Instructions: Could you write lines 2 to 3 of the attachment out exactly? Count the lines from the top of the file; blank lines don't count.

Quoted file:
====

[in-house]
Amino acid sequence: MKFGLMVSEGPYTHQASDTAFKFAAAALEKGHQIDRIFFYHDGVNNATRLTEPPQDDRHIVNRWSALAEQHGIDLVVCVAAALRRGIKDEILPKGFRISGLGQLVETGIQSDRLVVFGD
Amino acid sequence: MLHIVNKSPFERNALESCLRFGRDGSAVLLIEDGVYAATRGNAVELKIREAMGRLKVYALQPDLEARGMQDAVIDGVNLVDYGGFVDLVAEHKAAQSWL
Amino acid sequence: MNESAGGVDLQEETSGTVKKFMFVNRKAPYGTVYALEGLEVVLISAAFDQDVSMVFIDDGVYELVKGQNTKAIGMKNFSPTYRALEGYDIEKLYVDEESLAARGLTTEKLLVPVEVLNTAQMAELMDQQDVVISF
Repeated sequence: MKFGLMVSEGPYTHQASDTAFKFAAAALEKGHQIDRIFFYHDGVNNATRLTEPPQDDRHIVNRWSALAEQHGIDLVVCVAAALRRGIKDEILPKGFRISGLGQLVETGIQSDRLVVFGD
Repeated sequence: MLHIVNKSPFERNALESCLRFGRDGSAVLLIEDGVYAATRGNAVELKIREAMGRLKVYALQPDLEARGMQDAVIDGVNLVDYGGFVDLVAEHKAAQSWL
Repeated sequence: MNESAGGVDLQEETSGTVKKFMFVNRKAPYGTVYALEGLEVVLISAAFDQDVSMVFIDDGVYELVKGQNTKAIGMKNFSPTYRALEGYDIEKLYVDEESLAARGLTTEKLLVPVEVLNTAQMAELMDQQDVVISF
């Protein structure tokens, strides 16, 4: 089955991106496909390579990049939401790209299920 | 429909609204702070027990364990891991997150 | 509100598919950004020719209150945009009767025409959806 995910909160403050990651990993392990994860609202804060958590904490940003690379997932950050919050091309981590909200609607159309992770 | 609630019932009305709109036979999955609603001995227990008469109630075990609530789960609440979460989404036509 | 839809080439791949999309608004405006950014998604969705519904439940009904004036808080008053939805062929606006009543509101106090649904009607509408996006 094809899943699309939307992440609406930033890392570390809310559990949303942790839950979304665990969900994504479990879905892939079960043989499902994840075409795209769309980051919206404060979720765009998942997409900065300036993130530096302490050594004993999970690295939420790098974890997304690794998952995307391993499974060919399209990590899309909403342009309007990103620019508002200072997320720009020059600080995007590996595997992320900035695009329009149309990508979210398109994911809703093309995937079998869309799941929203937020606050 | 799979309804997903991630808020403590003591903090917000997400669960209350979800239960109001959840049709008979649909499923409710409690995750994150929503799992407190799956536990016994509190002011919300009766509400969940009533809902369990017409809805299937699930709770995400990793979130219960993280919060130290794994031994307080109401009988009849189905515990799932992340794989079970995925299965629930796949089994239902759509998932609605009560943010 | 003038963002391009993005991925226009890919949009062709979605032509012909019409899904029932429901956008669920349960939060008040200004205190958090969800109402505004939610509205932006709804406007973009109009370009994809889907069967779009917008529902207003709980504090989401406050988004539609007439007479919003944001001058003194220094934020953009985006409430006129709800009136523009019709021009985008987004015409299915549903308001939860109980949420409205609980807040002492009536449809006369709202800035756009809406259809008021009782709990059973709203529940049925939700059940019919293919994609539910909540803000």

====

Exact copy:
Amino acid sequence: MKFGLMVSEGPYTHQASDTAFKFAAAALEKGHQIDRIFFYHDGVNNATRLTEPPQDDRHIVNRWSALAEQHGIDLVVCVAAALRRGIKDEILPKGFRISGLGQLVETGIQSDRLVVFGD
Amino acid sequence: MLHIVNKSPFERNALESCLRFGRDGSAVLLIEDGVYAATRGNAVELKIREAMGRLKVYALQPDLEARGMQDAVIDGVNLVDYGGFVDLVAEHKAAQSWL